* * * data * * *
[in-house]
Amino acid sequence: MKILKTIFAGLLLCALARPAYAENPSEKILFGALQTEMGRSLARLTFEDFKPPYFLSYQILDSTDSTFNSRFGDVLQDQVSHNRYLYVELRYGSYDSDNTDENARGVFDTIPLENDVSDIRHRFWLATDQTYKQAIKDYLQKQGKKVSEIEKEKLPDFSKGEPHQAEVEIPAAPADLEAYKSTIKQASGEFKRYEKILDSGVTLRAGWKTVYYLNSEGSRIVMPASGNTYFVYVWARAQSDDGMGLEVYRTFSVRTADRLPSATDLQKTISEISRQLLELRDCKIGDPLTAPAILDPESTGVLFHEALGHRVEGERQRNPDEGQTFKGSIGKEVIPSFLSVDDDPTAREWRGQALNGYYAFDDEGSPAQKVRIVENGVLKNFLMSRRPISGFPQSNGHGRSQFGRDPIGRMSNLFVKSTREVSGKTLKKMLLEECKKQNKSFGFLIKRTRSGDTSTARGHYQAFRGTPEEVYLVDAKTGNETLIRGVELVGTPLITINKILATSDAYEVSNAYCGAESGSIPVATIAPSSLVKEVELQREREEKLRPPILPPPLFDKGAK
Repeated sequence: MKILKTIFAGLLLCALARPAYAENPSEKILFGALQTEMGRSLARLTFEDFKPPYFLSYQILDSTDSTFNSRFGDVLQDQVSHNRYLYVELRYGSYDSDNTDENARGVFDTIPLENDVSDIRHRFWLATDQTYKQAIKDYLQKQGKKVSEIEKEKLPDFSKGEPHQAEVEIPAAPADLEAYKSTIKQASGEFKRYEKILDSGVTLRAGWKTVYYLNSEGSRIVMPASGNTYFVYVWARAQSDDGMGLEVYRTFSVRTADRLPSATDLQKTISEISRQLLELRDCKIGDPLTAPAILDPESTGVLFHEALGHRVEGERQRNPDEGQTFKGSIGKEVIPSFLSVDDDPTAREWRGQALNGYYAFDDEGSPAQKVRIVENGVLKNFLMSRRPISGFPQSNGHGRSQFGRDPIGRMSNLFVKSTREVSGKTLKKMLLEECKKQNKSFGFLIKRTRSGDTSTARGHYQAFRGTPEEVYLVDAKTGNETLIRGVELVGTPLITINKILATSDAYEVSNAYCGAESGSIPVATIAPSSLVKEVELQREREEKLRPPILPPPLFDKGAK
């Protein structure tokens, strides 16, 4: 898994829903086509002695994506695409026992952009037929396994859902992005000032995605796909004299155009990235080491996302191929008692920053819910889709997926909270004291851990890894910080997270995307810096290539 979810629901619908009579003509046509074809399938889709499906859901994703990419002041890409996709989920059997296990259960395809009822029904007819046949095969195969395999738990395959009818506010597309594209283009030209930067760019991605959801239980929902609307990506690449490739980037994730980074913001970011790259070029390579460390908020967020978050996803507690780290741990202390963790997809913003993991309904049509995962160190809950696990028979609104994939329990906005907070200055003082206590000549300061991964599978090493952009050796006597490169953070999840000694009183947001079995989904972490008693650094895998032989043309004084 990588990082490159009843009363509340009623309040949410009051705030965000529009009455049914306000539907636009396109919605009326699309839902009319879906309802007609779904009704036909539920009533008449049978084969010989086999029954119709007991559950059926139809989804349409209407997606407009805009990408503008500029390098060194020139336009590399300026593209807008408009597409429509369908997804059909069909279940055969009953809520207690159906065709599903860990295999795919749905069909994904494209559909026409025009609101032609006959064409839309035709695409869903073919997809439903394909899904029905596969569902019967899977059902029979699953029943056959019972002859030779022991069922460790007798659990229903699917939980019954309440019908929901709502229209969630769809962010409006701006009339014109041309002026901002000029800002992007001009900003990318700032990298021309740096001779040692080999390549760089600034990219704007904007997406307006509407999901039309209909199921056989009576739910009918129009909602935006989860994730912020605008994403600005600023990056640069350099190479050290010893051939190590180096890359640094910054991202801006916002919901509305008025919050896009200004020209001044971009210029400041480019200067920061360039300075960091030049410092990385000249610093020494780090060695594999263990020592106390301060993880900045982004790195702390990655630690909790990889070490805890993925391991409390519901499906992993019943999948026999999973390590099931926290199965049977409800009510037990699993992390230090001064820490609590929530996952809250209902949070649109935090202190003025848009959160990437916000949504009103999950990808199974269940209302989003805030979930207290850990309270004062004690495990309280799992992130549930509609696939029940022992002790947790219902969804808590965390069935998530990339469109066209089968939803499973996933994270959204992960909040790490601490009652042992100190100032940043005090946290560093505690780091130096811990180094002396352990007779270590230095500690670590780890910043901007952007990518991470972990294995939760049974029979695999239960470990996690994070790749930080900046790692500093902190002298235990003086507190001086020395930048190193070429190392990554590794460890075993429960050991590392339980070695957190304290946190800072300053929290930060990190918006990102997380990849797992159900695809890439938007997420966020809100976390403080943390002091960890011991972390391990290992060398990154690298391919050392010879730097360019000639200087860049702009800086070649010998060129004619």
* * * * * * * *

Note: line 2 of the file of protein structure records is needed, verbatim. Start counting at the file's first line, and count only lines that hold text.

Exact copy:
Amino acid sequence: MKILKTIFAGLLLCALARPAYAENPSEKILFGALQTEMGRSLARLTFEDFKPPYFLSYQILDSTDSTFNSRFGDVLQDQVSHNRYLYVELRYGSYDSDNTDENARGVFDTIPLENDVSDIRHRFWLATDQTYKQAIKDYLQKQGKKVSEIEKEKLPDFSKGEPHQAEVEIPAAPADLEAYKSTIKQASGEFKRYEKILDSGVTLRAGWKTVYYLNSEGSRIVMPASGNTYFVYVWARAQSDDGMGLEVYRTFSVRTADRLPSATDLQKTISEISRQLLELRDCKIGDPLTAPAILDPESTGVLFHEALGHRVEGERQRNPDEGQTFKGSIGKEVIPSFLSVDDDPTAREWRGQALNGYYAFDDEGSPAQKVRIVENGVLKNFLMSRRPISGFPQSNGHGRSQFGRDPIGRMSNLFVKSTREVSGKTLKKMLLEECKKQNKSFGFLIKRTRSGDTSTARGHYQAFRGTPEEVYLVDAKTGNETLIRGVELVGTPLITINKILATSDAYEVSNAYCGAESGSIPVATIAPSSLVKEVELQREREEKLRPPILPPPLFDKGAK